The founder of Citroen has always been considered a marketing genius. Citroen was one of the first car companies to sponsor car races and rallies, and he promoted his car plant to tourists as the most beautiful in Europe.
In 1925, André Citroën actually rented the Eiffel Tower and had the Citroën brand name embellished across it using 250,000 lights.
A total of 250,000 light bulbs and 600 kilometres of electric cable were used to make the 30 metre high letters.
It was recorded in the Guinness Book of Records as the world’s largest advertisement. The illuminations were so bright that Charles Lindbergh used the tower as a beacon when coming into land after his solo flight across the Atlantic.
The sign remained in place until the company went bankrupt in 1934 (perhaps because of its high electricity bills). The company was saved a month later by Michelin at the request of the French government – Michelin was Citroën’s biggest creditor. Pierre Michelin replaced André Citroën as Chairman.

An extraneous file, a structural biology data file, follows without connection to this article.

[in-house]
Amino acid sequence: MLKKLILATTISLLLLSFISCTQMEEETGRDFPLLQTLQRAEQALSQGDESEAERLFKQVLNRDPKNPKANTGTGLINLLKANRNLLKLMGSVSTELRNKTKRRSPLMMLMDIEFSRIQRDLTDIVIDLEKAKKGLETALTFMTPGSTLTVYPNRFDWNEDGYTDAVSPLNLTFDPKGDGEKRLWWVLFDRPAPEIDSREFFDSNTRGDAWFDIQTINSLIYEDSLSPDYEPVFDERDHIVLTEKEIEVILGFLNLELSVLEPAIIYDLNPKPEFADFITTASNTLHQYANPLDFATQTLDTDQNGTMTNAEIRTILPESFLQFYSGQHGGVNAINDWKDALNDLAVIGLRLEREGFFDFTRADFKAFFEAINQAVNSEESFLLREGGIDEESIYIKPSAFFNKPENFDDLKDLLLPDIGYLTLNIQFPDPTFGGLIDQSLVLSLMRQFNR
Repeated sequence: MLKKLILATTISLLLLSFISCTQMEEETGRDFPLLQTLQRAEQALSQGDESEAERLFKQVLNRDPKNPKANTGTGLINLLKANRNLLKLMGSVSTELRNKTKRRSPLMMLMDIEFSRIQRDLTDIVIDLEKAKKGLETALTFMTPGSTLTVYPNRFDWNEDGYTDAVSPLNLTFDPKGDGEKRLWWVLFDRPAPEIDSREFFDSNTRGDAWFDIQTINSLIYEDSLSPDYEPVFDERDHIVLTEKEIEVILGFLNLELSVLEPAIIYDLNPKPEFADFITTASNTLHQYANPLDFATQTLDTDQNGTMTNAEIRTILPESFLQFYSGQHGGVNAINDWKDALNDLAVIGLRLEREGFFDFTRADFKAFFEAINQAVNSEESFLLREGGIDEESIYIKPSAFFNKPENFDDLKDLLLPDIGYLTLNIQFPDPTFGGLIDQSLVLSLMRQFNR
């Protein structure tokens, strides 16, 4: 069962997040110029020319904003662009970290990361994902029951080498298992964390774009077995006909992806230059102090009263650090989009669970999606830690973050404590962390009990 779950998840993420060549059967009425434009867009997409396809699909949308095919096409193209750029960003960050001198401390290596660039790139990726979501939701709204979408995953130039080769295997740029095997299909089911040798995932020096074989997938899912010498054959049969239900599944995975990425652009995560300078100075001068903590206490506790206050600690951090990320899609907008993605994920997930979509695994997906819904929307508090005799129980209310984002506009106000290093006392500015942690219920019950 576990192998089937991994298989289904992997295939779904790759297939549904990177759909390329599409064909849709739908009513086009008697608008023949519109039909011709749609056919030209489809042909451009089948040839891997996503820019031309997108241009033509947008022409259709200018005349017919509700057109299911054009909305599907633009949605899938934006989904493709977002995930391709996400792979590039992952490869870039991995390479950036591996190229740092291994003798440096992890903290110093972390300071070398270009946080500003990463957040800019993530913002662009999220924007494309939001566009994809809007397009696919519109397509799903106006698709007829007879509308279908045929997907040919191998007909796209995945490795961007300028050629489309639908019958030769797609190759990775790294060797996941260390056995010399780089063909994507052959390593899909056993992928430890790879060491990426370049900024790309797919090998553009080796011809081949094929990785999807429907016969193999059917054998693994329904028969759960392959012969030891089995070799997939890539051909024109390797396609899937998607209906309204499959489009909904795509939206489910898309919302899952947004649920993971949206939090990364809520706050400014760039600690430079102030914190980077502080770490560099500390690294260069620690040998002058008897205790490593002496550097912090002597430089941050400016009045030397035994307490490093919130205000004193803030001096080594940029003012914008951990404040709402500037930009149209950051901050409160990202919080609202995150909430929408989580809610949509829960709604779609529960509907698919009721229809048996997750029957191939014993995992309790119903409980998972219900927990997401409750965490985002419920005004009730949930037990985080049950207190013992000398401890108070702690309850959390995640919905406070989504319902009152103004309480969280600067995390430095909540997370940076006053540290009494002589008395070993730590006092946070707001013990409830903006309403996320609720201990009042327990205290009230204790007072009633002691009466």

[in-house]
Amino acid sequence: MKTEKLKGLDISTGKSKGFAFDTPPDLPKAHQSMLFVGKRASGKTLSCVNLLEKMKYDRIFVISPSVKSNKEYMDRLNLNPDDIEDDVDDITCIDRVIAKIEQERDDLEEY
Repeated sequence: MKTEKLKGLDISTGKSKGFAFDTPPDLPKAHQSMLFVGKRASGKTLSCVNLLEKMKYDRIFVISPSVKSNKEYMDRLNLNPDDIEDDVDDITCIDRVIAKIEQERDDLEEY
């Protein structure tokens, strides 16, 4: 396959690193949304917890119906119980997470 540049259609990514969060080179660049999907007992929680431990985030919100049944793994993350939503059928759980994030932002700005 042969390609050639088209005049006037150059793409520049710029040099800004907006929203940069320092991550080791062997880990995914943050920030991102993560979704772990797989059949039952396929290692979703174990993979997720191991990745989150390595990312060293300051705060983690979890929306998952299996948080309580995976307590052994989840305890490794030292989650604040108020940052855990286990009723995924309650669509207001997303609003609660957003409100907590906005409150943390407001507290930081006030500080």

More recently, to celebrate Citroën’s 90th anniversary and 120 years of the Eiffel Tower, Citroën created a special 12 minute light show as a display of ‘Créative Technologie’.
Citroën streamed live footage of the event from webcams mounted in 10 new Citroën C3s, which were positioned at key vantage points around the tower itself.
Cleverly, they used the event to market the C3's new 'Zenith windscreen', which, according to them, provided “unprecedented levels of visibility – perfect for admiring the full height of the Eiffel Tower and the new light show in all its glory.”